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Clifford Woodward

From Wikipedia, the free encyclopedia

Bishop Clifford Salisbury Woodward
Bishop Clifford Salisbury Woodward
Memorial to Woodward in Gloucester Cathedral
Memorial to Woodward in Gloucester Cathedral

Clifford Salisbury Woodward MC (12 August 1878 – 14 April 1959) was Bishop of Bristol from 1933 to 1946 and Bishop of Gloucester from 1946 to 1953.


Woodward was educated at Marlborough School and Jesus College, Oxford, obtaining a second-class degree in Literae Humaniores in 1901. He was made deacon on Trinity Sunday (25 May) 1902[1] and ordained priest the next Trinity (7 June 1903) — both times by Edward Talbot, Bishop of Rochester, at Rochester Cathedral.[2] After ordination, he served as lecturer at Wycliffe Hall, Oxford and chaplain of Wadham College, Oxford before becoming rector of St Saviour's with St Peter's, Southwark.

During the Great War, Woodward was a Temporary Chaplain to the Forces for three and a half years from May, 1916. He wrote of his experiences in or near the front lines, in a series of letters published in the Southwark Diocesan Chronicle, published monthly. He was in the front line just one week after leaving his London Rectory, and witnessed bursting shells, rockets, long and twisting communication trenches and an underground hospital.[3] He was attached to the 142nd Brigade in the Battle of the Somme, and was wounded in the thigh and hands on 10 October 1916.[4] He was evacuated to England where he learned that he had been awarded the Military Cross. 'For conspicuous gallantry and devotion to duty during operations. He tended and brought in wounded under heavy shellfire, and continued this gallant work for 36 hours without stopping. He showed an utter disregard of danger and gave confidence and relief to many.'[5]

On his recovery, he was sent to Murren in Switzerland, a camp for former POWs in Germany deemed medically unfit for service. Woodward described it as 'a prison in paradise'.[6] He returned to Southwark in 1917 but War wounds continued to give him problems, so he moved to a less stressful post in 1919 as Vicar of Cranley Gardens.[7]

By 1923, he had recovered sufficiently to be offered the post of Bishop of Peterborough but he did not, at that stage, want to be a bishop.[8] Instead, in 1925, he moved to St Peter's, Smith Square, where he acquired a reputation for preaching to the young and for religious broadcasts[9] In 1933, he was prevailed upon to accept the bishopric of Bristol by which time he was also a Canon of Westminster Abbey. He was consecrated a bishop on Ascension Day (25 May) 1933 by Cosmo Lang, Archbishop of Canterbury, at Westminster Abbey.[10]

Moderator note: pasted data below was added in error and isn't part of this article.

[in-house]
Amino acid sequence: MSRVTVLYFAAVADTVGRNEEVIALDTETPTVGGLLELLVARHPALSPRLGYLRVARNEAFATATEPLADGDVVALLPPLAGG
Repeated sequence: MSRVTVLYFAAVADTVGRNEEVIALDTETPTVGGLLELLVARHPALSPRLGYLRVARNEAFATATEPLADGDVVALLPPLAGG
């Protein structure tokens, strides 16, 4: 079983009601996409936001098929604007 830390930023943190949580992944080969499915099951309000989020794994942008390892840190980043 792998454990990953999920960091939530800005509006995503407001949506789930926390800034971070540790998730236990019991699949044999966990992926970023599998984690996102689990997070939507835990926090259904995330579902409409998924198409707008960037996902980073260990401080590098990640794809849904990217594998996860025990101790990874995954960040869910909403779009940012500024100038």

Woodward's reputation as a social reformer meant that he was considered for translation to more senior bishoprics but the death of his wife in 1939 and the loss of his home and possessions in a German air raid discouraged him from leaving Bristol.[11] He was, nevertheless, supported for Winchester in 1942[12] and London in 1945, but he was by then 67 and regarded as too elderly for such an enormous undertaking.[13] The Prime Minister, Clement Attlee, himself interviewed Woodward for the vacancy at Gloucester, was impressed and offered Woodward the post, which he accepted.[14] His nomination was announced on 30 November 1945,[15] his election was confirmed between 8 February[16] and 13 March 1946,[17] and he was enthroned at Gloucester Cathedral by Alexander Sargent, Archdeacon of Canterbury, on 18 March.[18] Woodward remained in Gloucester until 1952 and died on 14 April 1959 at his home, near Wells, Somerset.[19]

He was a bishop who was seen to have socialist leanings, and his left-wing credentials were much admired in what was regarded as a conservative, traditional Church of England.


  1. ^ "The Trinity Ordinations". Church Times. No. 2053. 30 May 1902. p. 679. ISSN 0009-658X. Retrieved 8 March 2021 – via UK Press Online archives.
  2. ^ "Ordinations on Trinity Sunday". Church Times. No. 2107. 12 June 1903. p. 767. ISSN 0009-658X. Retrieved 8 March 2021 – via UK Press Online archives.
  3. ^ Biographical sketch of Woodward by Tom Scherb in The Great War, Issue 81 (Great Northern Publishing)
  4. ^ TNA WO339/74832. Service Record
  5. ^ London Gazette,14.11.1916
  6. ^ IWM Memories of R Bulstrode
  7. ^ Who Was Who,A and C Black
  8. ^ Lambeth Palace Library, Davidson 11, p. 63
  9. ^ Lambeth Palace Library, Lang 118
  10. ^ "Westminster Abbey. Consecration of the Bishop of Bristol". Church Times. No. 3671. 2 June 1933. p. 674. ISSN 0009-658X. Retrieved 8 March 2021 – via UK Press Online archives.
  11. ^ The Times obituary,15.4.1959
  12. ^ TNA PREM5/386
  13. ^ TNA PREM5/277
  14. ^ TNA PREM5/304
  15. ^ "See of Gloucester. Dr Woodward to be Translated". Church Times. No. 4323. 30 November 1945. p. 687. ISSN 0009-658X. Retrieved 8 March 2021 – via UK Press Online archives.
  16. ^ "Church News. Personal". Church Times. No. 4333. 8 February 1946. p. 88. ISSN 0009-658X. Retrieved 8 March 2021 – via UK Press Online archives.
  17. ^ "The Passing Week. Delay in Filling Sees". Church Times. No. 4338. 15 March 1946. p. 160. ISSN 0009-658X. Retrieved 8 March 2021 – via UK Press Online archives.
  18. ^ "Gloucester. The Bishop's Enthronement". Church Times. No. 4339. 22 March 1946. p. 178. ISSN 0009-658X. Retrieved 8 March 2021 – via UK Press Online archives.
  19. ^ "in memoriam. Bishop C. S. Woodward". Church Times. No. 5018. 17 April 1959. p. 15. ISSN 0009-658X. Retrieved 8 March 2021 – via UK Press Online archives.
Church of England titles
Preceded by Bishop of Bristol
Succeeded by
Preceded by Bishop of Gloucester
Succeeded by
This page was last edited on 21 March 2022, at 17:38
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